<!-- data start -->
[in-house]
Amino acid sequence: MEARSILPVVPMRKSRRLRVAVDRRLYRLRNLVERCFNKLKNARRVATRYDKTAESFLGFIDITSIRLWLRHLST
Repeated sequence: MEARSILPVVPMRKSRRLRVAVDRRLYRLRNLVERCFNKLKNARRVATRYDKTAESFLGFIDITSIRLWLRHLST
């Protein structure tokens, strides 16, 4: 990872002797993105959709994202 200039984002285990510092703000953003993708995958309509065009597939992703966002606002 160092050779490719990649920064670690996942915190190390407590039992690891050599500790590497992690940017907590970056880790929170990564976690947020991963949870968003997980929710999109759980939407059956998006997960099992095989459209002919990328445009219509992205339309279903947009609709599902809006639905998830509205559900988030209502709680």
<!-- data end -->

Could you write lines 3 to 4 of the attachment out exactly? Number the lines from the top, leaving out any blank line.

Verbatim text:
Repeated sequence: MEARSILPVVPMRKSRRLRVAVDRRLYRLRNLVERCFNKLKNARRVATRYDKTAESFLGFIDITSIRLWLRHLST
């Protein structure tokens, strides 16, 4: 990872002797993105959709994202 200039984002285990510092703000953003993708995958309509065009597939992703966002606002 160092050779490719990649920064670690996942915190190390407590039992690891050599500790590497992690940017907590970056880790929170990564976690947020991963949870968003997980929710999109759980939407059956998006997960099992095989459209002919990328445009219509992205339309279903947009609709599902809006639905998830509205559900988030209502709680």